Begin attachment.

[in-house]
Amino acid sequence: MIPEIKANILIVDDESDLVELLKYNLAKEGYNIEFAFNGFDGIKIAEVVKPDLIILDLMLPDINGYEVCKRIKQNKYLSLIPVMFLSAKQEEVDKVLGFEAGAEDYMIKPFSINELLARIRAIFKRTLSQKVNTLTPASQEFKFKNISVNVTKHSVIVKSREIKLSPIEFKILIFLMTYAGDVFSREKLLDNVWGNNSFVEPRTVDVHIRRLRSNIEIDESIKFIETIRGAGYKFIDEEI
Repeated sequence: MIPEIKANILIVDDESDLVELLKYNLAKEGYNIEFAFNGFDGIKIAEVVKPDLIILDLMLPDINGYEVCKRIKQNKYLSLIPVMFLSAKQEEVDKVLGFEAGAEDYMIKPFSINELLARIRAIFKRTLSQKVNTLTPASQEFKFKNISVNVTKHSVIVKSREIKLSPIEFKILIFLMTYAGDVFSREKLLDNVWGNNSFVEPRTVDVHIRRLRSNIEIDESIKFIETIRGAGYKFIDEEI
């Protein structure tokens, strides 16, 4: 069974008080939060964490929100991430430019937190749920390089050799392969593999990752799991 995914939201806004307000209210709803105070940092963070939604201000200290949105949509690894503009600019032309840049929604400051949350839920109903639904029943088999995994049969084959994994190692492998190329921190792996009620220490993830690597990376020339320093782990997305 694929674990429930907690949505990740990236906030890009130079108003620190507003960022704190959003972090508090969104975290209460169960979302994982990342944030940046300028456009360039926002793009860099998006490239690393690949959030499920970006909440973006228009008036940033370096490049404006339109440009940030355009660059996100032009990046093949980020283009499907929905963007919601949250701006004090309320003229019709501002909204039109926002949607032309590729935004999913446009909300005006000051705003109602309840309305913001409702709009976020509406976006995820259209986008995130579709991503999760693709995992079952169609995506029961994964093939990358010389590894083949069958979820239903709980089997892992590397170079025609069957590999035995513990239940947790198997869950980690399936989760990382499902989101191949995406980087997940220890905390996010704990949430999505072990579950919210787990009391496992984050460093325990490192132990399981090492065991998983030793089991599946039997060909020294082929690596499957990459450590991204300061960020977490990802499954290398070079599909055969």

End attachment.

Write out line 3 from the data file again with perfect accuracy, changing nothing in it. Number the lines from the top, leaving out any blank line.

Repeated sequence: MIPEIKANILIVDDESDLVELLKYNLAKEGYNIEFAFNGFDGIKIAEVVKPDLIILDLMLPDINGYEVCKRIKQNKYLSLIPVMFLSAKQEEVDKVLGFEAGAEDYMIKPFSINELLARIRAIFKRTLSQKVNTLTPASQEFKFKNISVNVTKHSVIVKSREIKLSPIEFKILIFLMTYAGDVFSREKLLDNVWGNNSFVEPRTVDVHIRRLRSNIEIDESIKFIETIRGAGYKFIDEEI